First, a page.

The environmental, economic, and mental power that is renewable energy

Environmental

Sunlight, wind, water, biomass, and geothermal heat. All are natural, all are boundless, and all have the potential to power our planet for centuries to come. Why, then, aren’t we harnessing this potential to its full extent? Right now only about 16% of our global energy consumption is yielded from renewable resources, primarily from biomass and hydroelectricity. Our developing renewable sources, like solar and wind, are contributing to our energy supply at a smaller (<5%) but continually increasing rate—but is it a rate quick enough to decrease the projected global carbon trend to a gradient that will secure the systematic balance of our planet?

Over the past 150 years, we have increased the level of carbon dioxide in our atmosphere by 40% (NASA). The dangers of this increasing carbon trend are limitless, as it is impossible to predict every environmental and ecological feedback to our precipitously changing climate. The planet and its inhabitants are used to responding appropriately to normal environmental changes by means of adaptation, but we are not designed to withstand the vast changes we are seeing at the modern rate. We have a window of “climate thresholds” that detail measurable climactic changes that have been laid out by scientists, and we must understand that this window is not limitless. It is with urgency, then, that we act on climate now before we reach these irreversible thresholds and are forced to resort to precarious mitigation efforts.

Economic

It isn’t human instinct to think in the long-term, but this is something that we can change. We already occasionally invest our money into long-term feats to reach an ultimate goal, such as our children’s education or saving up for a trampoline to put in our backyard. So, what’s different about those reserves compared to investments in our environment? People invest in incentives—usually economic ones—but they also invest in environmental and moral enticements. These each exist within the renewable energy economic sector, in the form of tax breaks, carbon footprint reductions, health advancements, and direct environmental impacts.  Investing in our world might not have to be such a long-term commitment anymore, because climate change is happening. It’s happening now.

Right now, the US has more people working in the solar business than in coal mining (350.org), and 9 states rely on over 12% of their overall electricity consumption from wind sources (energy.gov). Also, the EPA just announced the single greatest effort in US history to combat climate change by means of reducing carbon emissions from existing coal-fired power plants, which currently amount to 40% of the total carbon emissions across the country. With these renewable energy advances being made in the US and across the globe, things are looking up. But we have a long way to go—and we need to continue improving our renewable technologies, creating more clean energy jobs, and carefully transition into a cleaner energy economy. We’re on the right track.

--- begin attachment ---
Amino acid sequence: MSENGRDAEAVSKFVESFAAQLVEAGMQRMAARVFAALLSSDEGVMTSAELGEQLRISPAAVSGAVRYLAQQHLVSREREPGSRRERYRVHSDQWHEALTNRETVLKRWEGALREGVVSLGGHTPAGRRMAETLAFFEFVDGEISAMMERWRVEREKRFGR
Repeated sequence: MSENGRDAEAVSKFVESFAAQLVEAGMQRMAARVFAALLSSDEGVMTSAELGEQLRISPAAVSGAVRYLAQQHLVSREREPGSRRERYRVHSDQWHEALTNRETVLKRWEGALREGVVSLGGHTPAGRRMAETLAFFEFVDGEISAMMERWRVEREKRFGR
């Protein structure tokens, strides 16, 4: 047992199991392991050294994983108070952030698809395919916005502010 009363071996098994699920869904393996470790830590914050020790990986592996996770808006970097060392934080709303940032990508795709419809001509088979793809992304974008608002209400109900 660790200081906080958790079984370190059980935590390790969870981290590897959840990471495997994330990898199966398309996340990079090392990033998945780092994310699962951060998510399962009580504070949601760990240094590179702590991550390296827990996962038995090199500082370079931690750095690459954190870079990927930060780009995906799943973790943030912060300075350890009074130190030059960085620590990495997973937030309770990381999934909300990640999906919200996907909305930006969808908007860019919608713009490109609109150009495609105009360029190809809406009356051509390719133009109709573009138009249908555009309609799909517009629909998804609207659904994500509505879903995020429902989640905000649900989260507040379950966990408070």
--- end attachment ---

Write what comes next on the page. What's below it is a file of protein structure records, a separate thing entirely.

Mental

Common logic aside, renewable energy serves as a beacon of optimism amidst a maligned network of coal-fired greenhouse gases. We have the technology; it is being perfected, and it is being used. We are employing thousands of people every day globally to work in the clean energy industry, and the costs of this energy continue to decrease as its technology is innovated. Maybe the “there’s nothing we can do about it” or “it’s too late to fix this” attitudes are wrong after all. Maybe we can decrease this global temperature trend. The human race has tackled environmental crises in the past, and we can do it again. We will do it again.

Here’s to optimism, technology, and sunshine.

Katrina Keleher is a recent Geology & Climate Change Studies graduate from University of Montana. She is passionate about environmental conservation, climatology, and education. In her free time, Katrina can be found hiking mountains & rock climbing.

Katrina Keleher is a recent Geology & Climate Change Studies graduate from University of Montana. She is passionate about environmental conservation, climatology, and education. In her free time, Katrina can be found hiking mountains & rock climbing.

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